Persecution never ends. It doesn’t matter if you live in America or Antarctica, across the globe, you’ll find folks oppressing, ostracizing even obliterating other people. The Hazara ethnic group of Afghanistan has been persecuted for centuries but, this week, the decapitated bodies of four Hazara men, two women and one 9-year-old girl were found near Zabul, sparking protests across the country.
As the Washington Post reported today, Hazara leaders believe that these horrific murders were carried out by militants linked to ISIL. Nonetheless, seven Hazara people, including the little girl, Shukira, are dead, just because of who they are.
On Wednesday, demonstrators raided the Afghan presidential palace and demanded the resignation of President Ashraf Ghani. In a televised address filled with bold cliches, Ghani assured that the beheaders will be “brought to justice” and that “revenge” will be served. He even speculated that enemies of Afghanistan committed these crimes to start an ethnic war between Hazaras and regular ol’ Afghanis.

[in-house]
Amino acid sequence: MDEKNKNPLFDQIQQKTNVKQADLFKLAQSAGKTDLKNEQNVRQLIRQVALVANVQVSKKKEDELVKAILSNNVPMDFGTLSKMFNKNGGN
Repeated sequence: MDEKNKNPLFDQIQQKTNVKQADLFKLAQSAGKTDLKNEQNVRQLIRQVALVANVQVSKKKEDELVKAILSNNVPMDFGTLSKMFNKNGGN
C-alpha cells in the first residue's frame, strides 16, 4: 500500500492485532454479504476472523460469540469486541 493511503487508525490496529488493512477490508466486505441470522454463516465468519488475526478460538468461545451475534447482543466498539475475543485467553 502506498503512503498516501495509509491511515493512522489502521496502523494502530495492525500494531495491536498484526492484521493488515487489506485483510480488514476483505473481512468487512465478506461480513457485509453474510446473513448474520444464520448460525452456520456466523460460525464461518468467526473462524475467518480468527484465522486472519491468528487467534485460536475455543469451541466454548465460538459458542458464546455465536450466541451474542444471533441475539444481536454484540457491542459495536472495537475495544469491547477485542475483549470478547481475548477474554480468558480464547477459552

The thing is, ethnic war wouldn’t be an issue if Afghanis had just left the Hazara people alone ages ago. Hazaras have been living in Afghanistan for more than 2,000 years, according to a brief history. Those living in Afghanistan are believed to be descendants of Turkish and Mongol invaders.
Brutality against the Hazaras began in the late 1800s, when the Muslim king Abdul Rehman Khan began to push his way onto their land. Many Hazaras were killed or sold as slaves. With his reign of terror, King Khan set an example for future Afghan leaders that is was okay to keep hurting Hazaras. Things got so bad that in 1933 a Hazara teenager assassinated the king of Afghanistan just to get some payback.
Sociologists theorize that the Hazaras have been so badly abused because they practice Islam’s minority denomination of Shia. Sunni believers dislike those faithful to Shia because, after the death of the Prophet Muhammad all the way back in 632 AD, they began to disagree on who should lead the Muslim community. Such disagreement, however, has led to seemingly endless killing and strife.
On Thursday, Shukira and the other victims were transported back to their native Ghazni province for burial. Candlelight vigils were held on Tuesday and protesters continue to hold up pictures of Shukira, putting a real face to this horrible act.
The Hazaras can’t understand why they must face such atrocities. And they don’t know when (or if) their persecution will end. One man told a Washington Post reporter, “We don’t know what our sin is. From one side, they are targeting us. And from the other side, the government is not helping us.”